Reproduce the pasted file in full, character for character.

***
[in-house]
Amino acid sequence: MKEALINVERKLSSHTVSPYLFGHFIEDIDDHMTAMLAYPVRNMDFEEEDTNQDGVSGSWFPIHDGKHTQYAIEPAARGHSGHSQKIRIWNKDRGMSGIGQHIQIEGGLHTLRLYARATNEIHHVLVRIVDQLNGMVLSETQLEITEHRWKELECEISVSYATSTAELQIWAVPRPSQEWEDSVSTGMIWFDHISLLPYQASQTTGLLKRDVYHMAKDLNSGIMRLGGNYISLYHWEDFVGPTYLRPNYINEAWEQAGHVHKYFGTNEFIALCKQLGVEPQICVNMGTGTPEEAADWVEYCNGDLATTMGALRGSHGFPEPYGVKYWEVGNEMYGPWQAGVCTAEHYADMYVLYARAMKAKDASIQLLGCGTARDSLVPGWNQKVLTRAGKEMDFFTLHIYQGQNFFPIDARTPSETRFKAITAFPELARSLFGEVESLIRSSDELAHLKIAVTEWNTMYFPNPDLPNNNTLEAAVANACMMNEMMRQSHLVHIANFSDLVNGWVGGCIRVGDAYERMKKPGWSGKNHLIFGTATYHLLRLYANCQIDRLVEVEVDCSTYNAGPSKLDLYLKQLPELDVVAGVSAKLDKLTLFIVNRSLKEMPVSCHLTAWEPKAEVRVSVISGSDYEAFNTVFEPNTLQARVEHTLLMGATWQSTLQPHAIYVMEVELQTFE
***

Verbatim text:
[in-house]
Amino acid sequence: MKEALINVERKLSSHTVSPYLFGHFIEDIDDHMTAMLAYPVRNMDFEEEDTNQDGVSGSWFPIHDGKHTQYAIEPAARGHSGHSQKIRIWNKDRGMSGIGQHIQIEGGLHTLRLYARATNEIHHVLVRIVDQLNGMVLSETQLEITEHRWKELECEISVSYATSTAELQIWAVPRPSQEWEDSVSTGMIWFDHISLLPYQASQTTGLLKRDVYHMAKDLNSGIMRLGGNYISLYHWEDFVGPTYLRPNYINEAWEQAGHVHKYFGTNEFIALCKQLGVEPQICVNMGTGTPEEAADWVEYCNGDLATTMGALRGSHGFPEPYGVKYWEVGNEMYGPWQAGVCTAEHYADMYVLYARAMKAKDASIQLLGCGTARDSLVPGWNQKVLTRAGKEMDFFTLHIYQGQNFFPIDARTPSETRFKAITAFPELARSLFGEVESLIRSSDELAHLKIAVTEWNTMYFPNPDLPNNNTLEAAVANACMMNEMMRQSHLVHIANFSDLVNGWVGGCIRVGDAYERMKKPGWSGKNHLIFGTATYHLLRLYANCQIDRLVEVEVDCSTYNAGPSKLDLYLKQLPELDVVAGVSAKLDKLTLFIVNRSLKEMPVSCHLTAWEPKAEVRVSVISGSDYEAFNTVFEPNTLQARVEHTLLMGATWQSTLQPHAIYVMEVELQTFE